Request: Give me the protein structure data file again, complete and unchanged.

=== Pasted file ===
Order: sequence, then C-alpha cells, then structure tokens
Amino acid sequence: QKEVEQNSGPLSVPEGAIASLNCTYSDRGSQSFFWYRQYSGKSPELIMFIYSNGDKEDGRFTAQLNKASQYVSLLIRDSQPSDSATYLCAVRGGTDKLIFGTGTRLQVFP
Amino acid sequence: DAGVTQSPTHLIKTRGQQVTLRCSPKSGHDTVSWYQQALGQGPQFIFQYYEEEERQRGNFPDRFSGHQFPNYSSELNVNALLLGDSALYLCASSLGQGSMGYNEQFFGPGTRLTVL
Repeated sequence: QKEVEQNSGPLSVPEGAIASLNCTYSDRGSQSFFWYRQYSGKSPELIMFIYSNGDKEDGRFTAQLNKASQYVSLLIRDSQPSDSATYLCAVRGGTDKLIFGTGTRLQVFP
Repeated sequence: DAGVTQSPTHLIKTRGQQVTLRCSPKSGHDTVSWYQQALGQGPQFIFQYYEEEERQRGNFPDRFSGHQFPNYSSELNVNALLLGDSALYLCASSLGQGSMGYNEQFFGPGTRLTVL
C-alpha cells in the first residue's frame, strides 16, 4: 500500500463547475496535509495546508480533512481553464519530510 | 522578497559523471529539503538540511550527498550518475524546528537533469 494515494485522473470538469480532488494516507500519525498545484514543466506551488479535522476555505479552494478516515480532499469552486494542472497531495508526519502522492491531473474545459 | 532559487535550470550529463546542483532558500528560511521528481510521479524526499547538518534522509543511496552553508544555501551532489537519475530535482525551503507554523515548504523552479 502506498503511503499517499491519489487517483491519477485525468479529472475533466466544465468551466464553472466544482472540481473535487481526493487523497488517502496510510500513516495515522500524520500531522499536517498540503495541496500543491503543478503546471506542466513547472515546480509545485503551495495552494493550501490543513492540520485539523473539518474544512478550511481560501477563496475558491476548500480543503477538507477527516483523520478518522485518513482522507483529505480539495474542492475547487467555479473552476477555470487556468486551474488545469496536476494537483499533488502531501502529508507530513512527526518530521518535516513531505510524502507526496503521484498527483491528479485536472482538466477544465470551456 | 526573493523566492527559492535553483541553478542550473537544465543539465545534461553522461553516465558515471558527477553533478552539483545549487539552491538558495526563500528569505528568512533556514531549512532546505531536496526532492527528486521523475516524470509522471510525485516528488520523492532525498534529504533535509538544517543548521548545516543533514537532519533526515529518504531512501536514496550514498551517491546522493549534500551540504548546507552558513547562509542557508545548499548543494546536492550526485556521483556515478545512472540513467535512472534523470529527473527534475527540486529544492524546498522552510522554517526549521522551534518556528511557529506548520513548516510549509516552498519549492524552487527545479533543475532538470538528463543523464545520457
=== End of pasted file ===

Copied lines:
Order: sequence, then C-alpha cells, then structure tokens
Amino acid sequence: QKEVEQNSGPLSVPEGAIASLNCTYSDRGSQSFFWYRQYSGKSPELIMFIYSNGDKEDGRFTAQLNKASQYVSLLIRDSQPSDSATYLCAVRGGTDKLIFGTGTRLQVFP
Amino acid sequence: DAGVTQSPTHLIKTRGQQVTLRCSPKSGHDTVSWYQQALGQGPQFIFQYYEEEERQRGNFPDRFSGHQFPNYSSELNVNALLLGDSALYLCASSLGQGSMGYNEQFFGPGTRLTVL
Repeated sequence: QKEVEQNSGPLSVPEGAIASLNCTYSDRGSQSFFWYRQYSGKSPELIMFIYSNGDKEDGRFTAQLNKASQYVSLLIRDSQPSDSATYLCAVRGGTDKLIFGTGTRLQVFP
Repeated sequence: DAGVTQSPTHLIKTRGQQVTLRCSPKSGHDTVSWYQQALGQGPQFIFQYYEEEERQRGNFPDRFSGHQFPNYSSELNVNALLLGDSALYLCASSLGQGSMGYNEQFFGPGTRLTVL
C-alpha cells in the first residue's frame, strides 16, 4: 500500500463547475496535509495546508480533512481553464519530510 | 522578497559523471529539503538540511550527498550518475524546528537533469 494515494485522473470538469480532488494516507500519525498545484514543466506551488479535522476555505479552494478516515480532499469552486494542472497531495508526519502522492491531473474545459 | 532559487535550470550529463546542483532558500528560511521528481510521479524526499547538518534522509543511496552553508544555501551532489537519475530535482525551503507554523515548504523552479 502506498503511503499517499491519489487517483491519477485525468479529472475533466466544465468551466464553472466544482472540481473535487481526493487523497488517502496510510500513516495515522500524520500531522499536517498540503495541496500543491503543478503546471506542466513547472515546480509545485503551495495552494493550501490543513492540520485539523473539518474544512478550511481560501477563496475558491476548500480543503477538507477527516483523520478518522485518513482522507483529505480539495474542492475547487467555479473552476477555470487556468486551474488545469496536476494537483499533488502531501502529508507530513512527526518530521518535516513531505510524502507526496503521484498527483491528479485536472482538466477544465470551456 | 526573493523566492527559492535553483541553478542550473537544465543539465545534461553522461553516465558515471558527477553533478552539483545549487539552491538558495526563500528569505528568512533556514531549512532546505531536496526532492527528486521523475516524470509522471510525485516528488520523492532525498534529504533535509538544517543548521548545516543533514537532519533526515529518504531512501536514496550514498551517491546522493549534500551540504548546507552558513547562509542557508545548499548543494546536492550526485556521483556515478545512472540513467535512472534523470529527473527534475527540486529544492524546498522552510522554517526549521522551534518556528511557529506548520513548516510549509516552498519549492524552487527545479533543475532538470538528463543523464545520457